I Heard It On The X-37

Posted: November 24, 2010 in Uncategorized
Tags: , , , , , , ,

Yes, multiple (well, two) posts in a row on the X-37B, inspired by Stephen Clark writing at Spaceflightnow.com.

The X-37B is an unlovely, reusable, 11,000-pound spaceship with a very modest cargo bay.

It is thought to being readied to de-orbit.  This means the X-37B has probably already accomplished all its on-orbit mission requirements and that staying up any longer would either be ill-advised or would serve little purpose.

Where will the X-37B stop?  Vandenberg is the stated recovery location, a bit of a surprise (to me anyway).  I would have thought Edwards (the backup) would make more sense on this, a first full-flight item that will hit Mach 25 on its way home.  While Vandenberg may get bonus environmental points from Santa Barbara County for being a space recycler, there was no-doubt extra paperwork required to address the potential hearing loss for the whales within the X-37B’s sonic boom footprint.  Come to think of it, it’ll probably scare the Snowy Plovers on the beach as well.

When the X-37B does come in for landing, it will fire its main engine to slow its speed in a maneuver much like the de-orbit burn on the space shuttle. The space plane will plunge into the atmosphere with its nose pitched up, relying on GPS navigation and autopilot computers to guide itself toward the California coast.

The spacecraft’s destruct system will be activated to terminate the flight if it veers off course…(and it) will autonomously line up with the Vandenberg runway and make a steep dive toward the landing site, pulling up in the final moments and touching down at a speed of nearly 300 mph.

Vandenberg has a 15,000-foot-long runway.  That’s a pretty substantial runway for a unit without a flying mission, but of course the runway was built to recover West Coast space shuttles (which never came to be).

The X-37B is unique in that after its 22 April launch it

…entered an orbit more than 250 miles above Earth after launch, but four significant maneuvers have since altered that trajectory, causing observers to lose track of the X-37B for several days at a time.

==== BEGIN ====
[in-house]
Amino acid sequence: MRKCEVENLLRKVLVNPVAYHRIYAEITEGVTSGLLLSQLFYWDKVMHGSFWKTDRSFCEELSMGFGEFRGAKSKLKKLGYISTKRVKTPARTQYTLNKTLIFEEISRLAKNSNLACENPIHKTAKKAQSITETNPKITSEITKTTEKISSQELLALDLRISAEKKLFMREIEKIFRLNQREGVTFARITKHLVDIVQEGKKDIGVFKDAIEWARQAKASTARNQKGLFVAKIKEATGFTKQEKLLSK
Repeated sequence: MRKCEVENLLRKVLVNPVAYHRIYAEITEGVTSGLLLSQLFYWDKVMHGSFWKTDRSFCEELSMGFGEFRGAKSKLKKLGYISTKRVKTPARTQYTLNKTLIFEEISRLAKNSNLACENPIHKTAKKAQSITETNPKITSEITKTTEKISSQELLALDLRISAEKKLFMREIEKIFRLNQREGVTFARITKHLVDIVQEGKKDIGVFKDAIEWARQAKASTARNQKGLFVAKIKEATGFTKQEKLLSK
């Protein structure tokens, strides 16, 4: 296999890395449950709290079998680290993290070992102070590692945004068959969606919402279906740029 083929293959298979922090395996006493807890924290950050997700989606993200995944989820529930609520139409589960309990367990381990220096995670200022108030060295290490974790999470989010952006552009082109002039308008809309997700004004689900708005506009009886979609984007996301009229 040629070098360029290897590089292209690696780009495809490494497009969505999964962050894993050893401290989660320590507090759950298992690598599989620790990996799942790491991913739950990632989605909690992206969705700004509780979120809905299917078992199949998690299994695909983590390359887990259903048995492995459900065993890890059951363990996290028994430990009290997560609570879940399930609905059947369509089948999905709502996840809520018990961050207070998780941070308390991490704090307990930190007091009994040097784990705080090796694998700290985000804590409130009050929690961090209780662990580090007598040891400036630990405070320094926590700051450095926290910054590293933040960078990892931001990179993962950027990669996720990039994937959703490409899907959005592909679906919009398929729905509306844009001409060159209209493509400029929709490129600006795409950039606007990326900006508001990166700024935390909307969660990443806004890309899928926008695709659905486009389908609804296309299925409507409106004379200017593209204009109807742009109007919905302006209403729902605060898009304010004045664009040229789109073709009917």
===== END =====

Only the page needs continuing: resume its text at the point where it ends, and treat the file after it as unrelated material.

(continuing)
An engine firing Aug. 9 raised the space plane’s orbit, but three more maneuvers around Oct. 6, Nov. 1 and Nov. 12 reduced the X-37B’s altitude, which is now estimated to be between 174 miles and 182 miles, according to Ted Molczan, a respected and experienced satellite observer in Canada.

Molczan said the inclination of the winged spacecraft’s orbit remains 40 degrees.

In addition to being respected and experienced, Molczan has become one of the go-to guys for the space press.

“At the risk of getting too far ahead of the data, I note that one feature the new orbit would have in common with all of the previous ones, is a ground track that nearly repeats every few days,” Molczan told Spaceflight Now.

Such orbits permit Earth observation satellites to rapidly revisit the same location and collect imagery.

“Ground tracks that nearly repeat every two, three or four days are a common feature of U.S. imaging reconnaissance satellite orbits,” Molczan said.

Well, if the government ever wants the X-37 to deploy an imaging satellite, according to Molczan’s observation, that box can be checked off as being demonstrated.

Where does it all end?  That’s hard to say because the X-37 started life as a NASA project before being transferred to DARPA and now soldiers on as an Air Force program.   Maybe it’s finally found a home.

Oh and the title?  Derived from that little ol’ band from Texas…

  1. Coyote says:

    This capability could help the Russians with their space debris removal program.

  2. Dave says:

    Actually, the spacecraft won’t hit mach 25 on its way home. It’s already at that velocity. It will certainly slow as it de-orbits.

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